So, when you have data in rows and columns in Excel, formatting it as a table will give you more benefits. For example, filtering or aggregating your data becomes easier and more time-saving.

If you don’t know how to format your data as a table, follow the steps below:

Click on any cell of your data, then click the Insert tab on the ribbon and click Table. Then, in the “Create Table” dialog that appears, click OK if the data range and header option are correct.

After that, Excel creates a table for you.

In the Table Design tab, you can see the default name of your table. You can rename it, as well as change other settings such as table formatting and style.

To apply aggregation to your table, you can easily tick the Total Row option in the Table Style Options group:

You will see a summary row added at the bottom, and by default, it uses a SUBTOTAL function, which allows you to include or ignore hidden rows but not error values:

However, you can change it to use other functions such as SUM, AVERAGE, AGGREGATE, etc., by using the dropdown in the Total row or writing your own.

For example, here we use an AGGREGATE function to sum the Sales (`function_num` = 9) by ignoring errors and hidden rows (`options` = 7). We get the following result, which is not an #N/A error:

`=AGGREGATE(9,7,[Sales])`

Now, if you filter the table, you’ll see that the total is automatically updated to ignore hidden rows:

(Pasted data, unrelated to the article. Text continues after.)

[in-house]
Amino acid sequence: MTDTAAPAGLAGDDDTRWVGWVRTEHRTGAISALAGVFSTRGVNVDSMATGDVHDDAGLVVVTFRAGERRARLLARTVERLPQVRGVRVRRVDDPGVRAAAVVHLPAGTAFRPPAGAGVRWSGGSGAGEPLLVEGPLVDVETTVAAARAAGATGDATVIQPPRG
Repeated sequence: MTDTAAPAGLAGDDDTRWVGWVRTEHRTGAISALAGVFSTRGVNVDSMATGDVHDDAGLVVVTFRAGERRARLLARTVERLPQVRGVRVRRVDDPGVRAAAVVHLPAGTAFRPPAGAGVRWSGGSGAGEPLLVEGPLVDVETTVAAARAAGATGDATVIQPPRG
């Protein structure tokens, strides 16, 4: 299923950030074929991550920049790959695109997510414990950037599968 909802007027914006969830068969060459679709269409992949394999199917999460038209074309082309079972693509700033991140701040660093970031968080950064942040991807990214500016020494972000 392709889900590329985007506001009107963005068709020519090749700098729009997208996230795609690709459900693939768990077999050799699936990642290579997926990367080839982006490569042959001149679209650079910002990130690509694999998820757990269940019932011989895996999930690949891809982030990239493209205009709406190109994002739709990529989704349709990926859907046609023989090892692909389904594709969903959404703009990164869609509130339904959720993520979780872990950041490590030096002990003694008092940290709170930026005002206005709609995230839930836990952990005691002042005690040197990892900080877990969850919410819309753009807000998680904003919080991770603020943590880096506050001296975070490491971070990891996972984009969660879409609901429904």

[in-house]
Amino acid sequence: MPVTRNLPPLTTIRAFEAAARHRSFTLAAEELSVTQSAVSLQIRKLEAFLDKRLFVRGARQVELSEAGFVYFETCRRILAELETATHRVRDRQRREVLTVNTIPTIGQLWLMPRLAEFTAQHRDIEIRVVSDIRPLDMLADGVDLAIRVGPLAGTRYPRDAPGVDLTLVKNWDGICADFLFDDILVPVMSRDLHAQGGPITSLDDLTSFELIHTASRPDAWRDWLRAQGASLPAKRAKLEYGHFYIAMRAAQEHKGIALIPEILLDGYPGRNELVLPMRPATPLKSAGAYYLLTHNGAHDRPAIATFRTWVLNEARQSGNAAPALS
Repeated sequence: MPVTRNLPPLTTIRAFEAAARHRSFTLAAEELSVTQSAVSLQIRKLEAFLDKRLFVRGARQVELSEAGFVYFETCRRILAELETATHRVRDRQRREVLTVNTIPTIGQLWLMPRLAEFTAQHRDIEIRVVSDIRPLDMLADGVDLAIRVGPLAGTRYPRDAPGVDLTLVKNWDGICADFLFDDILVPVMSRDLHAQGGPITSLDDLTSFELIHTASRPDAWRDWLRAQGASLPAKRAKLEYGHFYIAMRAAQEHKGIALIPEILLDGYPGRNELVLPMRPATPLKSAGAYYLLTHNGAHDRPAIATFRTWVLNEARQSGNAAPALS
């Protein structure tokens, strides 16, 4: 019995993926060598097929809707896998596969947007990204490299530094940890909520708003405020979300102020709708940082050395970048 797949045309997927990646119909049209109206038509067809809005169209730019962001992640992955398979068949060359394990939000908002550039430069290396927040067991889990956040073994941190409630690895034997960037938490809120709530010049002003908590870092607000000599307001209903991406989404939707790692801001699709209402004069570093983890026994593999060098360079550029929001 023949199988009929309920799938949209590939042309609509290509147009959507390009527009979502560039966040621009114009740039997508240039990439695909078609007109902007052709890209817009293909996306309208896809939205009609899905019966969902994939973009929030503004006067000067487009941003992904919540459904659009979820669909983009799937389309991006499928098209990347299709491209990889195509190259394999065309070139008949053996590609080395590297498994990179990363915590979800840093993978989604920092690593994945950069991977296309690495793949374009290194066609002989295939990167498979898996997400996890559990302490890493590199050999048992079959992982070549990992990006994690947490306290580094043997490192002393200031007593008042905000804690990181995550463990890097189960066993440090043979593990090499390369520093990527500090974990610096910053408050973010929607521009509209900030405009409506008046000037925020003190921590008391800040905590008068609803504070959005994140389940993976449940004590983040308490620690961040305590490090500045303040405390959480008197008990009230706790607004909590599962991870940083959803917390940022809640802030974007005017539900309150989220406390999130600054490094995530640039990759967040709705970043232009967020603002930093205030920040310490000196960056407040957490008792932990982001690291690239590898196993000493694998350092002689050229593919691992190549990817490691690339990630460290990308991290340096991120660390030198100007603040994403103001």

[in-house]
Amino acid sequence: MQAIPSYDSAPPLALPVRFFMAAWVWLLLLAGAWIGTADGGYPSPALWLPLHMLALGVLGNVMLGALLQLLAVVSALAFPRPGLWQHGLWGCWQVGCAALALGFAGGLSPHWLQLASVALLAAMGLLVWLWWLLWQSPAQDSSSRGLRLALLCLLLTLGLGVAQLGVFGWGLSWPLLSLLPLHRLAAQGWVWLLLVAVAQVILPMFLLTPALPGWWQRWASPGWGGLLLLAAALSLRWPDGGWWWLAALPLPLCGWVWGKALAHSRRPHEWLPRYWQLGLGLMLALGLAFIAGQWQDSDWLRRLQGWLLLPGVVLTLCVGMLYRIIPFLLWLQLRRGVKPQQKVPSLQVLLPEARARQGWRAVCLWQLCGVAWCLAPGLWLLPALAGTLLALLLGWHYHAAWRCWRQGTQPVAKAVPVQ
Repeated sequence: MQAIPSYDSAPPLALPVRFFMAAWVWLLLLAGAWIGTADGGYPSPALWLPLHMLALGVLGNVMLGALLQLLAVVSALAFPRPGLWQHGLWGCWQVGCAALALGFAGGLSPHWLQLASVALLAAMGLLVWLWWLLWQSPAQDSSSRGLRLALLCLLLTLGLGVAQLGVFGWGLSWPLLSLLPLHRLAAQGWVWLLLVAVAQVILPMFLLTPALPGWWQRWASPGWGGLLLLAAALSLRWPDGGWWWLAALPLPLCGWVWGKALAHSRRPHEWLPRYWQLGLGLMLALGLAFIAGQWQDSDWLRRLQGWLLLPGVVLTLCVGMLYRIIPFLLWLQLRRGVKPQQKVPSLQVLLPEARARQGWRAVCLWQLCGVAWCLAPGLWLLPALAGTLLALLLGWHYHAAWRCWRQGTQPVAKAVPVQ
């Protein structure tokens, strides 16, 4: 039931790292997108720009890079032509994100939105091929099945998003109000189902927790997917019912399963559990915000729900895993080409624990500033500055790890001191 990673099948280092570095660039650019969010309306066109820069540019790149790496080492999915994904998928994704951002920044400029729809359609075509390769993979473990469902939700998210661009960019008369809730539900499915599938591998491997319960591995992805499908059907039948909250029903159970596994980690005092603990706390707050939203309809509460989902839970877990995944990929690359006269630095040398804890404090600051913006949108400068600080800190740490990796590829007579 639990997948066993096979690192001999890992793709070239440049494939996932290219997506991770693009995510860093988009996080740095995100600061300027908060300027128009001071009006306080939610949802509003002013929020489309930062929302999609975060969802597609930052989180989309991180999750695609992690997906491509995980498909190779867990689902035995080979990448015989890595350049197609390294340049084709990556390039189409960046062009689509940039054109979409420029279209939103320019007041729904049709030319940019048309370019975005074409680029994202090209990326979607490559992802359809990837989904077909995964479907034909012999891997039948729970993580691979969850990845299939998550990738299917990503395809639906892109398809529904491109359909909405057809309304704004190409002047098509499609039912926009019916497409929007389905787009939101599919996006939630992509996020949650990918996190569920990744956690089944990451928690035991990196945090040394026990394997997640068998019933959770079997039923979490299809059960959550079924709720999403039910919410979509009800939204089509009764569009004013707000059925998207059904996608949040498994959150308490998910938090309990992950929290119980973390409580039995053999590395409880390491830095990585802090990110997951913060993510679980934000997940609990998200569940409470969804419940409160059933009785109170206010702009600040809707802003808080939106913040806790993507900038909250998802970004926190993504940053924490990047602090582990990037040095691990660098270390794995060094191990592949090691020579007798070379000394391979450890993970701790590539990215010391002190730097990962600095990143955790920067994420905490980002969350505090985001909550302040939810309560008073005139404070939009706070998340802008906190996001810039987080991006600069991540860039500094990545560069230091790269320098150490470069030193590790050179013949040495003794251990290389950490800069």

## Should you change an aggregation function in Excel to use AGGREGATE?

You’ve seen how the AGGREGATE function in Excel can be so powerful because it supports 19 aggregate functions and can ignore errors, hidden rows, and nested AGGREGATE or SUBTOTAL.

That makes AGGREGATE perfect for replacing those 19 aggregate functions!

So, should you use it all the time?

Well, if you want, of course you can! There are many good reasons to use AGGREGATE. This function can do 152 different things (19 functions x 8 options), handle array formulas for certain functions, and is very fast to use on a large dataset.

However, please keep in mind that this function is only available in Excel 2010 or later versions. It’s also more complicated to use it than using SUM, COUNT, or other aggregate functions.

So, in some cases, you may want to simply use aggregate functions instead of AGGREGATE. For example, when your dataset is not too large, and you have time to correct any errors in your data.

Finally, thanks for reading—and happy summarizing!

• Senior analyst programmer